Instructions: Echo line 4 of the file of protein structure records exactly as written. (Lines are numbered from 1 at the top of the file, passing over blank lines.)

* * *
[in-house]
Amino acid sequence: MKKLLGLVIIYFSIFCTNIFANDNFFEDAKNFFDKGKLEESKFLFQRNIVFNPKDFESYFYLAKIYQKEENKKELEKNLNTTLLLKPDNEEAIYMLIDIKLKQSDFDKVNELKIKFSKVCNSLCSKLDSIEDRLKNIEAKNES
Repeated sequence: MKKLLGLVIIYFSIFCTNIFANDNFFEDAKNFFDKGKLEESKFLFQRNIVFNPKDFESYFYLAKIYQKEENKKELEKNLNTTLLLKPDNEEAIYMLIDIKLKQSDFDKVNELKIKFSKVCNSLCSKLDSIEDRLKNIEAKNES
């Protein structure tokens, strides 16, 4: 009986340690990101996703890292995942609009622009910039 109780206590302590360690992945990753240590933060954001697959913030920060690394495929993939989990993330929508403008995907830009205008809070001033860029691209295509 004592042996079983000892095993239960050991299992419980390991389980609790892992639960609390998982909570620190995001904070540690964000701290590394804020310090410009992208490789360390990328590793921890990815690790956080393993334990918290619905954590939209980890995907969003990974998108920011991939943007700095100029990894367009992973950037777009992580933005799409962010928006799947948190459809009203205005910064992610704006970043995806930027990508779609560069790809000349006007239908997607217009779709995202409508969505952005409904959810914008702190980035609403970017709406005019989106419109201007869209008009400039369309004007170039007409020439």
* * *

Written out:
């Protein structure tokens, strides 16, 4: 009986340690990101996703890292995942609009622009910039 109780206590302590360690992945990753240590933060954001697959913030920060690394495929993939989990993330929508403008995907830009205008809070001033860029691209295509 004592042996079983000892095993239960050991299992419980390991389980609790892992639960609390998982909570620190995001904070540690964000701290590394804020310090410009992208490789360390990328590793921890990815690790956080393993334990918290619905954590939209980890995907969003990974998108920011991939943007700095100029990894367009992973950037777009992580933005799409962010928006799947948190459809009203205005910064992610704006970043995806930027990508779609560069790809000349006007239908997607217009779709995202409508969505952005409904959810914008702190980035609403970017709406005019989106419109201007869209008009400039369309004007170039007409020439």